Yarmuth says House immigration bill remains the best chance at reform while Senate proposal is DOA
06/10/2013 09:24 AM
As the U.S. House and Senate prepare to swap immigration reform packages, Kentucky’s Democratic congressman says the House version has the best chance to become law even after a key Republican has dropped out of the effort to craft the bill.
U.S. Rep. Raul Labrador, R-Idaho, last week walked away from the House “gang of eight” after complaining that the proposed legislation wasn’t strong enough on blocking health benefits for newly legalized immigrants.
Democratic U.S. Rep. John Yarmuth of Louisville — also a member of that “gang of eight” — said losing Labrador hurts. But he said he was confident Labrador’s departure wouldn’t affect the legislation’s path.
“I don’t really think it’s gong to ultimately damage our chances. It would have been better to have him on board. He has said very clearly that he agrees with 95 percent of what was in our agreed plan,” Yarmuth said. “He actually disagreed with us not on a matter of substance but on a matter of almost rhetoric.”
Yarmuth said that Labrador, who is a Tea Party conservative, couldn’t guarantee the the support of tea party colleagues in the House.
The bi-partisan coalition that is now the gang of seven needs to achieve buy-in from Republicans in the House. And the issue of healthcare could be a hurdle.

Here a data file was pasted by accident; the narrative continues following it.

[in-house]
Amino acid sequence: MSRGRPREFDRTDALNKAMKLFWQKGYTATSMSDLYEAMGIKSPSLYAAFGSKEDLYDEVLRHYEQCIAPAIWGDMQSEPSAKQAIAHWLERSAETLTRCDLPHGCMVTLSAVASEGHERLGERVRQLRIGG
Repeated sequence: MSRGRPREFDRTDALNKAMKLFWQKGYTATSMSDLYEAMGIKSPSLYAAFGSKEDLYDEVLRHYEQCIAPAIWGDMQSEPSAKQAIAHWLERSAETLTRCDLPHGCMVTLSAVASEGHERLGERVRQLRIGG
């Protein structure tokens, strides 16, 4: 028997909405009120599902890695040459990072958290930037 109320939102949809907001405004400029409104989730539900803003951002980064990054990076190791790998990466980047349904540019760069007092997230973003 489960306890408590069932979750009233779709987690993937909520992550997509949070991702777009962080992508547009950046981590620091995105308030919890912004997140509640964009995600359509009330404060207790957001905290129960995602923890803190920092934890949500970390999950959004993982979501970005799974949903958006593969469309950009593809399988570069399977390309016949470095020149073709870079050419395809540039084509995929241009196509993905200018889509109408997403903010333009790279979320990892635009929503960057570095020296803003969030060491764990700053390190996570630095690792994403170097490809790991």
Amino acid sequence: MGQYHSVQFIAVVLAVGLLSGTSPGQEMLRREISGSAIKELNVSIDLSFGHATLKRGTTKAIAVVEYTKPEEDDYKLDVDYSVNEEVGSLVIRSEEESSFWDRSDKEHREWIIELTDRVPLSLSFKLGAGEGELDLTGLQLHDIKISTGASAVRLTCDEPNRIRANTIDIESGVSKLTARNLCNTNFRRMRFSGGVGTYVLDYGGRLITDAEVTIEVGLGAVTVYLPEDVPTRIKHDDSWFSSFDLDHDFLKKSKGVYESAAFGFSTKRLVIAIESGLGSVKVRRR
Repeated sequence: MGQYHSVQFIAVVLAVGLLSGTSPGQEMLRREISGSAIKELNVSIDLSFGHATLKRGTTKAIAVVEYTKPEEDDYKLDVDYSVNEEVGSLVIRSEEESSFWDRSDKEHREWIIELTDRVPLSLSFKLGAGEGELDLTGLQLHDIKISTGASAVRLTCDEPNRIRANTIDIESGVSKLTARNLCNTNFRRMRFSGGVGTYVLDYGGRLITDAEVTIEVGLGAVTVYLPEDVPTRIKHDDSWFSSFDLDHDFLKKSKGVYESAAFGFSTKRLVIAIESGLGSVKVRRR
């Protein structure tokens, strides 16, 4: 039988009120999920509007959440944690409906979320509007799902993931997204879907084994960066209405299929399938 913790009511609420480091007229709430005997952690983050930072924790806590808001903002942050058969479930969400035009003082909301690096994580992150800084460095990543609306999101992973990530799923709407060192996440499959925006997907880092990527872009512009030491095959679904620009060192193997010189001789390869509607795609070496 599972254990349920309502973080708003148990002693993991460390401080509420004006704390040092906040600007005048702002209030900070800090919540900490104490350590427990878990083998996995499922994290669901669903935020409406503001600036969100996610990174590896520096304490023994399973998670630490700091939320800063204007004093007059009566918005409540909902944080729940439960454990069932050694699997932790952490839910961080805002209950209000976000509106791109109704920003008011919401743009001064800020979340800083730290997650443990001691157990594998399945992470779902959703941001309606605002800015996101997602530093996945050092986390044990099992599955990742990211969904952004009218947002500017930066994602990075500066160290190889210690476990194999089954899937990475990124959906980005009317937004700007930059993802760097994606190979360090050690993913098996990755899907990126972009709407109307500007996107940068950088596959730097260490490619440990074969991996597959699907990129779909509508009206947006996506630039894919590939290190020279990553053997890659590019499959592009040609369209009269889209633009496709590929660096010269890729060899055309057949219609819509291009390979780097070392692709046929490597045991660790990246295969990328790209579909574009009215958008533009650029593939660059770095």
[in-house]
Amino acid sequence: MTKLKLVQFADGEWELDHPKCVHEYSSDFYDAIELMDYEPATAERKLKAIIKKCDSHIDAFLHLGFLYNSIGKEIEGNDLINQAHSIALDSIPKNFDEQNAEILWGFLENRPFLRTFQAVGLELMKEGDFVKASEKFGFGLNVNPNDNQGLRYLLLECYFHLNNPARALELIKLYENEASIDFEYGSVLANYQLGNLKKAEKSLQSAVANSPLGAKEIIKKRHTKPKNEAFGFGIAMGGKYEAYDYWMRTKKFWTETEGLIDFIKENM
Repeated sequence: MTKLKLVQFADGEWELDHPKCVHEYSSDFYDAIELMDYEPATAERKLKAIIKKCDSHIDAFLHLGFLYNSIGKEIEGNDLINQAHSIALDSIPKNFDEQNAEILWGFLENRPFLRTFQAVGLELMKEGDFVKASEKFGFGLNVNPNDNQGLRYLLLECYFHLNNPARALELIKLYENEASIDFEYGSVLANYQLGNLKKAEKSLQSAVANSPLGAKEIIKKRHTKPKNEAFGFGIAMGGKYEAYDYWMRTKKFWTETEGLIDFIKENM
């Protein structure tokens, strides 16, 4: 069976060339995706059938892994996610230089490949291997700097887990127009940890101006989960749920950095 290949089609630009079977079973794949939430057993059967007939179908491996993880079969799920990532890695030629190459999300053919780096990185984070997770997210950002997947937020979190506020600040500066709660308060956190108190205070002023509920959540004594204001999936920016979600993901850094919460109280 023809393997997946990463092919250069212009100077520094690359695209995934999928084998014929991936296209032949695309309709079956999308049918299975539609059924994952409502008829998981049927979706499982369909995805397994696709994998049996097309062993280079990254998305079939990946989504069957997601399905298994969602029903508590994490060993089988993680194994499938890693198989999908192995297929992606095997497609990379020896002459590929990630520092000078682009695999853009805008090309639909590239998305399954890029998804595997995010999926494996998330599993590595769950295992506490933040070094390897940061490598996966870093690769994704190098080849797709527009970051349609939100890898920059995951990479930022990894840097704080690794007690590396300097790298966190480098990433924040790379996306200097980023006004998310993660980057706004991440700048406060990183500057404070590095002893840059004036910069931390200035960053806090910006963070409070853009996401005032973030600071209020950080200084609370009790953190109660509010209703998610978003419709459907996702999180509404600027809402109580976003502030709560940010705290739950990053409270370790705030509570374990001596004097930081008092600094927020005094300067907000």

“The problem was we wanted to make sure that no person either avoided necessary medical treatment because of fear of being deported because of inability to pay, and we couldn’t quite get the language that was acceptable to both sides, but we both knew that that was not going to be the language” Yarmuth said.
Debate in the Senate will begin on the Senate’s “gang of eight” version of immigration reform this week. But Yarmuth predicted that the House will not consider the bill the upper chamber is proposing.
“The Senate’s going to pass a bill. I assume they are. It’s not going to be the bill that’s considered in the House. It’s DOA — dead on arrival — in the House. But we will have our own bill, and then a conference will be appointed which is the way historically these things have been done, and the differences will be ironed out,” Yarmuth said (2:20). “We’ll have a bill a wide range of people will be able to support, maybe the extremes wont be able to support it, but there will still be plenty of votes for the final product.”
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